Oct. 17 (Bloomberg) -- Puerto Rico may have its credit rating cut to junk in the fiscal year beginning July 1 as the commonwealth struggles with a shrinking economy, says Peter Hayes, head of municipal debt at New York-based BlackRock Inc.
The self-governing Caribbean territory is ranked one step above speculative grade by the three major credit companies. Should it fail to meet its projections for tax revenue and economic growth, one of the firms may lower its rating as soon as mid-2014, Hayes said today at a media presentation in New York. He helps oversee $108 billion of munis, including Puerto Rico debt, for the world’s largest money manager.
“A downgrade will mean that there will be some more forced sellers,” at which point BlackRock will look to buy, Hayes said. “Most markets overreact and we suspect that it will happen here as well.”
Puerto Rico’s fiscal stability and the outlook for its debt has significance for the $3.7 trillion municipal-bond market because 77 percent of U.S. muni mutual funds hold its bonds, according to Morningstar Inc. The securities are tax-exempt nationwide.
The commonwealth and its agencies had $70 billion of debt as of June 30, according to Puerto Rico’s Government Development Bank, which handles capital-market transactions for the territory.
An index measuring the economy of the island of 3.7 million people fell 5.4 percent in August from a year earlier, the biggest drop since 2010, according to the bank. Betsy Nazario, a spokeswoman for the bank, didn’t immediately respond to an e-mail seeking comment on the prospect of a rating reduction.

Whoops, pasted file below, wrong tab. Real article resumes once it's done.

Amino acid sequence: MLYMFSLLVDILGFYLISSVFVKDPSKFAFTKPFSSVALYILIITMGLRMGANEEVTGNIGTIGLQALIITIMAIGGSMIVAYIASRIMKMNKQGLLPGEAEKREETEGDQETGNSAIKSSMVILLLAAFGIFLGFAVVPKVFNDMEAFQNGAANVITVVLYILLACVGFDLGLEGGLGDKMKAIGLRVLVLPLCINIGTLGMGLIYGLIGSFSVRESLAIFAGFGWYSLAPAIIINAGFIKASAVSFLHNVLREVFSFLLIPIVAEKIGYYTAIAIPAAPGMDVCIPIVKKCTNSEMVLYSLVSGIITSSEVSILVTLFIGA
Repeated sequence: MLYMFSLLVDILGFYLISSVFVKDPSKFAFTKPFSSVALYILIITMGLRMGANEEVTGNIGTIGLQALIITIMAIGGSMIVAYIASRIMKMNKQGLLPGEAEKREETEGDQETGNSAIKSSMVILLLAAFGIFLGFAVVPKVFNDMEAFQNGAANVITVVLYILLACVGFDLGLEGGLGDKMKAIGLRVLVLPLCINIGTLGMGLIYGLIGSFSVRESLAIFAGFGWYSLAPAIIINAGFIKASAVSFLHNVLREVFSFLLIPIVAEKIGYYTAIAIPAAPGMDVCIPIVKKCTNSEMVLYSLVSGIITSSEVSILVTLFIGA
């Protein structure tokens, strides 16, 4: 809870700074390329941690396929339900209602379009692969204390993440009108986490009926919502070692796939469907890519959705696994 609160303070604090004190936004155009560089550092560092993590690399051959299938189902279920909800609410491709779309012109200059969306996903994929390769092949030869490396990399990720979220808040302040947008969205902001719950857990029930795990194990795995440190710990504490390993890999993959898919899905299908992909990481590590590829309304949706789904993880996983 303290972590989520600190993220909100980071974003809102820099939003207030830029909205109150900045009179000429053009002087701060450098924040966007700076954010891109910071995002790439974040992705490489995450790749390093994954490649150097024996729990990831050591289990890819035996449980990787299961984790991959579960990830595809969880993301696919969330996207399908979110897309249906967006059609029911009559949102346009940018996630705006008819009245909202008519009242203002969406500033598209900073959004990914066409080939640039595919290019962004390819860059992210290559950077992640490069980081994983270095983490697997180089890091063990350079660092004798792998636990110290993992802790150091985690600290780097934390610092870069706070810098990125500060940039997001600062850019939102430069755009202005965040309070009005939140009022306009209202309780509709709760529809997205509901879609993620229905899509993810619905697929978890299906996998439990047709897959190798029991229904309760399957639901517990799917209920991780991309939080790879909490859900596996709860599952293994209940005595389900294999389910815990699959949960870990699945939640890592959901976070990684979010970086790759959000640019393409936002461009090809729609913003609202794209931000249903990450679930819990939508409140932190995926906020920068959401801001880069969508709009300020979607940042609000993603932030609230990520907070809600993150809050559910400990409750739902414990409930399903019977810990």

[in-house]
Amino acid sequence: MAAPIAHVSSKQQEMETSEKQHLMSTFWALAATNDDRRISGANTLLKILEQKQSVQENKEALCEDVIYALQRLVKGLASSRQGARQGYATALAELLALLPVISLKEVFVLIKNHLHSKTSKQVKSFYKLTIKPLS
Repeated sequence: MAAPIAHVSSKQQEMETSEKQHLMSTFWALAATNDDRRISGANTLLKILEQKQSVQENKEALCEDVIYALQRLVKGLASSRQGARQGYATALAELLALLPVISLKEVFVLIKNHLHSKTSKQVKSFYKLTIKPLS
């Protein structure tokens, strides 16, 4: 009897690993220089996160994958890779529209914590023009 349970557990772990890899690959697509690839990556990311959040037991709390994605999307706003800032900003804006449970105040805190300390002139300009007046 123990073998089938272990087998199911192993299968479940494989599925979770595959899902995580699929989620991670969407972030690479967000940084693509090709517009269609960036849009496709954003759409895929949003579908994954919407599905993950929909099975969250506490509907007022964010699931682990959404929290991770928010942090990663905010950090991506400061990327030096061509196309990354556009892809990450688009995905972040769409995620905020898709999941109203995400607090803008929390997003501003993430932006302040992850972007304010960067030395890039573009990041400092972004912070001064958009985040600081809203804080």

Even with Hayes’s outlook, Puerto Rico debt is extending its biggest rally in almost a month.
Government Development Bank officials helped trigger the gains with an investor presentation on Oct. 15. They said that while they plan to sell as much as $1.2 billion of sales-tax bonds by Dec. 31 to balance budgets, the commonwealth has enough funds to hold off on issuance through June 30 if borrowing costs are too high.
Commonwealth general obligations maturing in July 2041 traded today with an average yield of 8.3 percent, the lowest since Sept. 27, data compiled by Bloomberg show. The yield spread above benchmark munis also shrank to the lowest in almost three weeks.
Puerto Rico debt gained about 0.6 percent yesterday, the biggest one-day advance since Sept. 19, according to Standard & Poor’s data. The securities have still lost 21.1 percent this year through Oct. 16, the worst performance since at least 1999 and more than six times the declines in the broader muni market.
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